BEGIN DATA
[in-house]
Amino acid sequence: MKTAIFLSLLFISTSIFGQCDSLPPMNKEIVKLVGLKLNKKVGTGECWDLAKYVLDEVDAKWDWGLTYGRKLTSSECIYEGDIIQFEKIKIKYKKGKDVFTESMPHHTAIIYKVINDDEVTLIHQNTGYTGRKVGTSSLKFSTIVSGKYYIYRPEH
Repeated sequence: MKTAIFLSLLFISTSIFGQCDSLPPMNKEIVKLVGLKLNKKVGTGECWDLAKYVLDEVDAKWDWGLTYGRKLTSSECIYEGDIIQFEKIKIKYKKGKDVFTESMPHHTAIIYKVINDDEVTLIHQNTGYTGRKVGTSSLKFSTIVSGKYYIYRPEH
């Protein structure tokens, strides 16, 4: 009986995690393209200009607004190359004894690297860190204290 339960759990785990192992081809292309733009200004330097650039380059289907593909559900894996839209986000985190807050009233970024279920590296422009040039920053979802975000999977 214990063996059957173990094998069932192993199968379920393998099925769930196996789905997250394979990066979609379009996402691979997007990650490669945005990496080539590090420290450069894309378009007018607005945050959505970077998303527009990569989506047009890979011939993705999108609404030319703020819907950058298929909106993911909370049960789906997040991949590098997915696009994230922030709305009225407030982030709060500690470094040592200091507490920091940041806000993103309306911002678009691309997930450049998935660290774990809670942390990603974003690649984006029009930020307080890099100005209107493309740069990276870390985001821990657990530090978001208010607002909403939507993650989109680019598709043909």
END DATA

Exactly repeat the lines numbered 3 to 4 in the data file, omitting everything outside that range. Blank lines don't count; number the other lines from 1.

Repeated sequence: MKTAIFLSLLFISTSIFGQCDSLPPMNKEIVKLVGLKLNKKVGTGECWDLAKYVLDEVDAKWDWGLTYGRKLTSSECIYEGDIIQFEKIKIKYKKGKDVFTESMPHHTAIIYKVINDDEVTLIHQNTGYTGRKVGTSSLKFSTIVSGKYYIYRPEH
């Protein structure tokens, strides 16, 4: 009986995690393209200009607004190359004894690297860190204290 339960759990785990192992081809292309733009200004330097650039380059289907593909559900894996839209986000985190807050009233970024279920590296422009040039920053979802975000999977 214990063996059957173990094998069932192993199968379920393998099925769930196996789905997250394979990066979609379009996402691979997007990650490669945005990496080539590090420290450069894309378009007018607005945050959505970077998303527009990569989506047009890979011939993705999108609404030319703020819907950058298929909106993911909370049960789906997040991949590098997915696009994230922030709305009225407030982030709060500690470094040592200091507490920091940041806000993103309306911002678009691309997930450049998935660290774990809670942390990603974003690649984006029009930020307080890099100005209107493309740069990276870390985001821990657990530090978001208010607002909403939507993650989109680019598709043909």